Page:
OneNote sounds close to what you want.
deep hierarchy support (limited by length of the path)
now free to download on Windows and Mac
view on web via http://www.onenote.com/
Android, Chrome, iOS, WP7 apps
you can tag items and get a summary (and customise the tags)
full text search including images that contain text
export to Word, PDF, and MHTML (which I'...
Have you tried Quire? It can:
create tasks within your projects easily,
has quite a nice UI for noting things down,
you need to create an account to use it, so password protected,
can assign priority and filter tasks according to priority as well,
list completed tasks,
is web based,
it is free (but if it ever changes, you can ...
Take a look at Elyse, a tag-based file manager. You can try it for free using up to 30 tags and the full version costs only $10. It's available on both Mac and Windows.
You've done a lot of thought about this, which will be good when you plan your tag taxonomy. Having a general organizational game plan before you start is hugely important. For example,...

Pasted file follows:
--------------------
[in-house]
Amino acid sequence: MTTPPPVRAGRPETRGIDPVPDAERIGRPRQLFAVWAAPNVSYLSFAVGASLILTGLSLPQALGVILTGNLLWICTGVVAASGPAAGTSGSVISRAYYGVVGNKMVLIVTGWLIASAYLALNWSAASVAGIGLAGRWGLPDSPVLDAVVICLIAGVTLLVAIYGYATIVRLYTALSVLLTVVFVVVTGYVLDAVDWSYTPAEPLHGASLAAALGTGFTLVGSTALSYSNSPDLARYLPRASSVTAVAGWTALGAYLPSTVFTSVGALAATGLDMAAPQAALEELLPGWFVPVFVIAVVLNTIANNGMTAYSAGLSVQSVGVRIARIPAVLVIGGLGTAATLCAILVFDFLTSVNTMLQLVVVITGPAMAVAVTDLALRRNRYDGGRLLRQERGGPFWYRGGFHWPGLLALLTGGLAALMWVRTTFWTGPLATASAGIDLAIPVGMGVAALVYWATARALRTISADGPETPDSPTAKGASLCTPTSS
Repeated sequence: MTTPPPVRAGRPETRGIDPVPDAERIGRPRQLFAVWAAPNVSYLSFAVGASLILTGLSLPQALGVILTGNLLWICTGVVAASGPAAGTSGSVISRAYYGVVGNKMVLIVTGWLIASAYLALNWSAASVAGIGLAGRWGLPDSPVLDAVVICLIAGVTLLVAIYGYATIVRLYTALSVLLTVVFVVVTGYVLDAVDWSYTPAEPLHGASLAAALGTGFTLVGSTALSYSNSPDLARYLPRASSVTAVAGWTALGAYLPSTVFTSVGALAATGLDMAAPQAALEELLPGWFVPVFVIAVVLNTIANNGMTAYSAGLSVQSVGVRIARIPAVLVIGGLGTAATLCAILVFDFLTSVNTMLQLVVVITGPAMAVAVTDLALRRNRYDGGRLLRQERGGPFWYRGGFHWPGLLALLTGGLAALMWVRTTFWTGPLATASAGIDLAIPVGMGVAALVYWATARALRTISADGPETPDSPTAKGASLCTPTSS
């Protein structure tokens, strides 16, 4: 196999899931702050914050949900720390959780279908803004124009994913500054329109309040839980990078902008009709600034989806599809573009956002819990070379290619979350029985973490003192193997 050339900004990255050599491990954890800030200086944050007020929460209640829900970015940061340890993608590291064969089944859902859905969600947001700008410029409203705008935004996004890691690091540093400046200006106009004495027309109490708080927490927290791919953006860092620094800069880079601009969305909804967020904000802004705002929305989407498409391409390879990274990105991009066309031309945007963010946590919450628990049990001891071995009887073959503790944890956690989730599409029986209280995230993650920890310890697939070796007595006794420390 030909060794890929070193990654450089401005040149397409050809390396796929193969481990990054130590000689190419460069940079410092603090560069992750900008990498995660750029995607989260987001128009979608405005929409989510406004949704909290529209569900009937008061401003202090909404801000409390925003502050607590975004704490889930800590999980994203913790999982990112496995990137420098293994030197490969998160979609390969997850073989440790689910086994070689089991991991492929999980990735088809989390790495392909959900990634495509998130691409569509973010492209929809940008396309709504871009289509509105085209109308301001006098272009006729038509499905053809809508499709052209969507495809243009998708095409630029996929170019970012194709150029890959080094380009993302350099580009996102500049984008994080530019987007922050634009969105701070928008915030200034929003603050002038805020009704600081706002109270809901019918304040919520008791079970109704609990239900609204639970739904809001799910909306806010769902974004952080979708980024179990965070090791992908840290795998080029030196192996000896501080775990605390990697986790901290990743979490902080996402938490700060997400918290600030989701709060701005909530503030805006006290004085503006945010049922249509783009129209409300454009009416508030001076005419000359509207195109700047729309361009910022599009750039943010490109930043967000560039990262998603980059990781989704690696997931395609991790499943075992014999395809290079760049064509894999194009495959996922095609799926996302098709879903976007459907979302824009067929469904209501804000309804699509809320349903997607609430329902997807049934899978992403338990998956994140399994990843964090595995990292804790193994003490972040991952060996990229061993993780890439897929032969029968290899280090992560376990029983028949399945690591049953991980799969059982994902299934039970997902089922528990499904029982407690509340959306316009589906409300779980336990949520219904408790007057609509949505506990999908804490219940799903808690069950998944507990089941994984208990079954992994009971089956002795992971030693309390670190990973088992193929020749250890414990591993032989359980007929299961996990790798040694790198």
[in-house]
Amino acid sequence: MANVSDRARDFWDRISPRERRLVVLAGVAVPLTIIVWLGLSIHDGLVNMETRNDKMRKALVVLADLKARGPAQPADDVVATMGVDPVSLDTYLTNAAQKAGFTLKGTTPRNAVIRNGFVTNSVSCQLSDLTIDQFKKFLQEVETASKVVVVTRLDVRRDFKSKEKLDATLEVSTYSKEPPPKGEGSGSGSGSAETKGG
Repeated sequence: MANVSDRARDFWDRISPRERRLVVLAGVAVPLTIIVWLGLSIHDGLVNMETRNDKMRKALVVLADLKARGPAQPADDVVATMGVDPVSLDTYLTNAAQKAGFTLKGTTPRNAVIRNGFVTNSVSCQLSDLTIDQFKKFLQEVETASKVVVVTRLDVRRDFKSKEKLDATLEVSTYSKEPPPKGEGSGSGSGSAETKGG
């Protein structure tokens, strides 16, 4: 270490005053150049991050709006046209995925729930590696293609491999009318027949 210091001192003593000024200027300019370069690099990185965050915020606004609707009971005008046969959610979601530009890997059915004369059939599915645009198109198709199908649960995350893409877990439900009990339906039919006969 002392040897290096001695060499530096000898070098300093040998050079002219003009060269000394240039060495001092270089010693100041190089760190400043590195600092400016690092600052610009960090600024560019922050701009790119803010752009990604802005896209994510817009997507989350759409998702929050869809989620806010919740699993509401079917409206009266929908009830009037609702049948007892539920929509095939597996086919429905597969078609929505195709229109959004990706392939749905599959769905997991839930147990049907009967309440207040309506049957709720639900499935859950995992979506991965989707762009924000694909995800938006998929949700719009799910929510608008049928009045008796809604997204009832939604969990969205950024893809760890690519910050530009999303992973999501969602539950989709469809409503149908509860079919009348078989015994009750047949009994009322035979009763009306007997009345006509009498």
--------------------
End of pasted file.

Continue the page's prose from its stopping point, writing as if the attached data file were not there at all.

Quadtree is usable:
Free, open source
Find objects within a rectangle
Set an object at particular coordinates
... but it has some drawbacks:
Search is not by radius, it is rectangle.
Flat map, won't work near the poles.
Two different objects can't be stored at the same latitude/longitude. This can be worked around by making each object a List of ...
It's been several months since you posted your request, but if you still have the need, please consider FeSimpleGeoProx
I think it meets all of your stated requirements: FeSimpleGeoProx is a lightweight collection of user-supplied geographical points which supports fast proximity search by search within a radius or by rectangle.
Free, open source (Apache ...
Meanwhile, we created the ultimate-comparison-framework.
The core idea is to use markdown for data input, use a GitHub repository for hosting and a browser for rendering. No additional server needed.
Available comparisons are listed at https://ultimate-comparisons.github.io/.
Example: Ultimate graphframework comparison.
You may wish to take a look at Jupyter Notebooks, possibly in conjunction with an online version control system such as GitHib or BitBucket.
Jupyter allows you to store in it's notebook files, (.ipynb files), a set of cells each of which contain either MarkDown, (which is rendered to HTML when you are viewing rather than editing the cells just like here on ...